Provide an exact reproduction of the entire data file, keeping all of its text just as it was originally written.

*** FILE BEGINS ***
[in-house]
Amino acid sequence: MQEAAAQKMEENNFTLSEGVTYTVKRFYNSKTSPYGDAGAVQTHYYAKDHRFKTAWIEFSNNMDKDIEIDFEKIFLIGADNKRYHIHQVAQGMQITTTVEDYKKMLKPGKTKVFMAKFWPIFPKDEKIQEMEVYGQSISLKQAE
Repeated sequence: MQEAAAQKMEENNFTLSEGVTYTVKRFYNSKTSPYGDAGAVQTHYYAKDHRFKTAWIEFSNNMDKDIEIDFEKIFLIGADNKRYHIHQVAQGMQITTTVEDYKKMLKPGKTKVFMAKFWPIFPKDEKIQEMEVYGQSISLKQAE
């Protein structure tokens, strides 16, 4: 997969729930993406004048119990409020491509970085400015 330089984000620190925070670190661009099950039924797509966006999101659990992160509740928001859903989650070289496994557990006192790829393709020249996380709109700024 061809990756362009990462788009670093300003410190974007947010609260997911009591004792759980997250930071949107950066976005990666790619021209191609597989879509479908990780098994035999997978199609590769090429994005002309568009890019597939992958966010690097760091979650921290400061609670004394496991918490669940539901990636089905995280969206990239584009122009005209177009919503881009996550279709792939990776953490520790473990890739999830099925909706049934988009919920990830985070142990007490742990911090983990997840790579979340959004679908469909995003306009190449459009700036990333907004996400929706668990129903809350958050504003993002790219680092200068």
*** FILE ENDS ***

[in-house]
Amino acid sequence: MQEAAAQKMEENNFTLSEGVTYTVKRFYNSKTSPYGDAGAVQTHYYAKDHRFKTAWIEFSNNMDKDIEIDFEKIFLIGADNKRYHIHQVAQGMQITTTVEDYKKMLKPGKTKVFMAKFWPIFPKDEKIQEMEVYGQSISLKQAE
Repeated sequence: MQEAAAQKMEENNFTLSEGVTYTVKRFYNSKTSPYGDAGAVQTHYYAKDHRFKTAWIEFSNNMDKDIEIDFEKIFLIGADNKRYHIHQVAQGMQITTTVEDYKKMLKPGKTKVFMAKFWPIFPKDEKIQEMEVYGQSISLKQAE
């Protein structure tokens, strides 16, 4: 997969729930993406004048119990409020491509970085400015 330089984000620190925070670190661009099950039924797509966006999101659990992160509740928001859903989650070289496994557990006192790829393709020249996380709109700024 061809990756362009990462788009670093300003410190974007947010609260997911009591004792759980997250930071949107950066976005990666790619021209191609597989879509479908990780098994035999997978199609590769090429994005002309568009890019597939992958966010690097760091979650921290400061609670004394496991918490669940539901990636089905995280969206990239584009122009005209177009919503881009996550279709792939990776953490520790473990890739999830099925909706049934988009919920990830985070142990007490742990911090983990997840790579979340959004679908469909995003306009190449459009700036990333907004996400929706668990129903809350958050504003993002790219680092200068």